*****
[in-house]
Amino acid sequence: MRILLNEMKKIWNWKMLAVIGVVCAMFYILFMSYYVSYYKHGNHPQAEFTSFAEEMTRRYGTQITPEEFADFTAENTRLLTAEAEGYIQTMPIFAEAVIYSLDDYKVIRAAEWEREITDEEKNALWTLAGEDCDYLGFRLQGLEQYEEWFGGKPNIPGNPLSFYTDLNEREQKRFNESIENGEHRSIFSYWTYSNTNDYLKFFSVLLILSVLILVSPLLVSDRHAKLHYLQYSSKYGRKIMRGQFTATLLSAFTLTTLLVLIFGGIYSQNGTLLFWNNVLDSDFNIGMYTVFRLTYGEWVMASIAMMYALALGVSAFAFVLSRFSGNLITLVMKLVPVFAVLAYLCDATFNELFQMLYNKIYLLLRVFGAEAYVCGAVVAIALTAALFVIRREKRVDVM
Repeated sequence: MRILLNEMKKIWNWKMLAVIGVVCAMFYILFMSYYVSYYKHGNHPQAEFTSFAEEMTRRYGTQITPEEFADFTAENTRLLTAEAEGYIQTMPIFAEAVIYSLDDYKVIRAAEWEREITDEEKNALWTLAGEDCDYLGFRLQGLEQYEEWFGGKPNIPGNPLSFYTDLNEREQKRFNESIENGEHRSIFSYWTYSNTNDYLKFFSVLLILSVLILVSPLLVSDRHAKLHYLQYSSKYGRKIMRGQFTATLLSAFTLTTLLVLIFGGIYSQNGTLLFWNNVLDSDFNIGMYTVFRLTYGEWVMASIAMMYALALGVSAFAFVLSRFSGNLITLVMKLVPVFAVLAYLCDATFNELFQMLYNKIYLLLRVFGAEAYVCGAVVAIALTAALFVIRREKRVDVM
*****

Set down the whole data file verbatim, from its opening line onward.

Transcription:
[in-house]
Amino acid sequence: MRILLNEMKKIWNWKMLAVIGVVCAMFYILFMSYYVSYYKHGNHPQAEFTSFAEEMTRRYGTQITPEEFADFTAENTRLLTAEAEGYIQTMPIFAEAVIYSLDDYKVIRAAEWEREITDEEKNALWTLAGEDCDYLGFRLQGLEQYEEWFGGKPNIPGNPLSFYTDLNEREQKRFNESIENGEHRSIFSYWTYSNTNDYLKFFSVLLILSVLILVSPLLVSDRHAKLHYLQYSSKYGRKIMRGQFTATLLSAFTLTTLLVLIFGGIYSQNGTLLFWNNVLDSDFNIGMYTVFRLTYGEWVMASIAMMYALALGVSAFAFVLSRFSGNLITLVMKLVPVFAVLAYLCDATFNELFQMLYNKIYLLLRVFGAEAYVCGAVVAIALTAALFVIRREKRVDVM
Repeated sequence: MRILLNEMKKIWNWKMLAVIGVVCAMFYILFMSYYVSYYKHGNHPQAEFTSFAEEMTRRYGTQITPEEFADFTAENTRLLTAEAEGYIQTMPIFAEAVIYSLDDYKVIRAAEWEREITDEEKNALWTLAGEDCDYLGFRLQGLEQYEEWFGGKPNIPGNPLSFYTDLNEREQKRFNESIENGEHRSIFSYWTYSNTNDYLKFFSVLLILSVLILVSPLLVSDRHAKLHYLQYSSKYGRKIMRGQFTATLLSAFTLTTLLVLIFGGIYSQNGTLLFWNNVLDSDFNIGMYTVFRLTYGEWVMASIAMMYALALGVSAFAFVLSRFSGNLITLVMKLVPVFAVLAYLCDATFNELFQMLYNKIYLLLRVFGAEAYVCGAVVAIALTAALFVIRREKRVDVM